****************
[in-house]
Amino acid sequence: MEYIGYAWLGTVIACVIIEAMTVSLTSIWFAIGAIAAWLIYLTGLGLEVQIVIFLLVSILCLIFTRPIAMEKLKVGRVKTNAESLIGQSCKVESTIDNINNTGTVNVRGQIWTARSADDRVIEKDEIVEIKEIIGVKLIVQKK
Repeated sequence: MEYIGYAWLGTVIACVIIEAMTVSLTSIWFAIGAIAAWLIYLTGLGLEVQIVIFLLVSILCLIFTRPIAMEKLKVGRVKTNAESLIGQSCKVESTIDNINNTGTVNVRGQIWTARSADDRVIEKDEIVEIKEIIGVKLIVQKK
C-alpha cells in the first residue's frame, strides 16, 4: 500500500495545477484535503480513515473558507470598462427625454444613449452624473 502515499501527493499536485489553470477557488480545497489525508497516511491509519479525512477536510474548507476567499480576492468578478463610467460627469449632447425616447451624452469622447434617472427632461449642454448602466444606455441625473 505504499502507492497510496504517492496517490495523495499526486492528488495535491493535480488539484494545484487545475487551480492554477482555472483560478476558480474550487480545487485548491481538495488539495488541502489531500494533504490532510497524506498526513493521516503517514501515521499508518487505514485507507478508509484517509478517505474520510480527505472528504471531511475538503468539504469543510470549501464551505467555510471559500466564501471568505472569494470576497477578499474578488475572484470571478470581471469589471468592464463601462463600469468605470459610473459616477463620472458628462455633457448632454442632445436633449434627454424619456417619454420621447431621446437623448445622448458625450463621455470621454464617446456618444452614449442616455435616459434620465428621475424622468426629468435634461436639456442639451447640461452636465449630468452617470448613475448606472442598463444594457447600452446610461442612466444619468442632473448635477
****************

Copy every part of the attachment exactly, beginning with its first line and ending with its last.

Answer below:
[in-house]
Amino acid sequence: MEYIGYAWLGTVIACVIIEAMTVSLTSIWFAIGAIAAWLIYLTGLGLEVQIVIFLLVSILCLIFTRPIAMEKLKVGRVKTNAESLIGQSCKVESTIDNINNTGTVNVRGQIWTARSADDRVIEKDEIVEIKEIIGVKLIVQKK
Repeated sequence: MEYIGYAWLGTVIACVIIEAMTVSLTSIWFAIGAIAAWLIYLTGLGLEVQIVIFLLVSILCLIFTRPIAMEKLKVGRVKTNAESLIGQSCKVESTIDNINNTGTVNVRGQIWTARSADDRVIEKDEIVEIKEIIGVKLIVQKK
C-alpha cells in the first residue's frame, strides 16, 4: 500500500495545477484535503480513515473558507470598462427625454444613449452624473 502515499501527493499536485489553470477557488480545497489525508497516511491509519479525512477536510474548507476567499480576492468578478463610467460627469449632447425616447451624452469622447434617472427632461449642454448602466444606455441625473 505504499502507492497510496504517492496517490495523495499526486492528488495535491493535480488539484494545484487545475487551480492554477482555472483560478476558480474550487480545487485548491481538495488539495488541502489531500494533504490532510497524506498526513493521516503517514501515521499508518487505514485507507478508509484517509478517505474520510480527505472528504471531511475538503468539504469543510470549501464551505467555510471559500466564501471568505472569494470576497477578499474578488475572484470571478470581471469589471468592464463601462463600469468605470459610473459616477463620472458628462455633457448632454442632445436633449434627454424619456417619454420621447431621446437623448445622448458625450463621455470621454464617446456618444452614449442616455435616459434620465428621475424622468426629468435634461436639456442639451447640461452636465449630468452617470448613475448606472442598463444594457447600452446610461442612466444619468442632473448635477